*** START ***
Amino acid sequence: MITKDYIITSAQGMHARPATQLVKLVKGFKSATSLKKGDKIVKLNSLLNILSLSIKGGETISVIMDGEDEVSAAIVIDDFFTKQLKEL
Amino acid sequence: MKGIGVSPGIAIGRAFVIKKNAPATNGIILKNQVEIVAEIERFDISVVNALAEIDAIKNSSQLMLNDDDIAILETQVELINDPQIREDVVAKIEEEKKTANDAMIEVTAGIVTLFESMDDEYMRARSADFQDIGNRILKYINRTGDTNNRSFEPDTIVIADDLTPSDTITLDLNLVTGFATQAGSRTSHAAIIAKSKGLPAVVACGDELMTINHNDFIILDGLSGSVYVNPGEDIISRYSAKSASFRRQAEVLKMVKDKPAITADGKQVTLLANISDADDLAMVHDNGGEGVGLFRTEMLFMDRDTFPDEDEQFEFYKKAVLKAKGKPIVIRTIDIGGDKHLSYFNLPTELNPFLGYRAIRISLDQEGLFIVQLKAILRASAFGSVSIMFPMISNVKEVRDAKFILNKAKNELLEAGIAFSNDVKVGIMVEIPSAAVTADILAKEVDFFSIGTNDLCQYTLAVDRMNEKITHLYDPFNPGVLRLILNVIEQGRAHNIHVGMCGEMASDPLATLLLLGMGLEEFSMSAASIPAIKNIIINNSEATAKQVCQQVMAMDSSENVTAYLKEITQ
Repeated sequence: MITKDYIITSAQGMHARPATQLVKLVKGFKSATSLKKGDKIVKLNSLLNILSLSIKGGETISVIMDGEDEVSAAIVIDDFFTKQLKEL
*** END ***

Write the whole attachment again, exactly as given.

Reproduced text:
Amino acid sequence: MITKDYIITSAQGMHARPATQLVKLVKGFKSATSLKKGDKIVKLNSLLNILSLSIKGGETISVIMDGEDEVSAAIVIDDFFTKQLKEL
Amino acid sequence: MKGIGVSPGIAIGRAFVIKKNAPATNGIILKNQVEIVAEIERFDISVVNALAEIDAIKNSSQLMLNDDDIAILETQVELINDPQIREDVVAKIEEEKKTANDAMIEVTAGIVTLFESMDDEYMRARSADFQDIGNRILKYINRTGDTNNRSFEPDTIVIADDLTPSDTITLDLNLVTGFATQAGSRTSHAAIIAKSKGLPAVVACGDELMTINHNDFIILDGLSGSVYVNPGEDIISRYSAKSASFRRQAEVLKMVKDKPAITADGKQVTLLANISDADDLAMVHDNGGEGVGLFRTEMLFMDRDTFPDEDEQFEFYKKAVLKAKGKPIVIRTIDIGGDKHLSYFNLPTELNPFLGYRAIRISLDQEGLFIVQLKAILRASAFGSVSIMFPMISNVKEVRDAKFILNKAKNELLEAGIAFSNDVKVGIMVEIPSAAVTADILAKEVDFFSIGTNDLCQYTLAVDRMNEKITHLYDPFNPGVLRLILNVIEQGRAHNIHVGMCGEMASDPLATLLLLGMGLEEFSMSAASIPAIKNIIINNSEATAKQVCQQVMAMDSSENVTAYLKEITQ
Repeated sequence: MITKDYIITSAQGMHARPATQLVKLVKGFKSATSLKKGDKIVKLNSLLNILSLSIKGGETISVIMDGEDEVSAAIVIDDFFTKQLKEL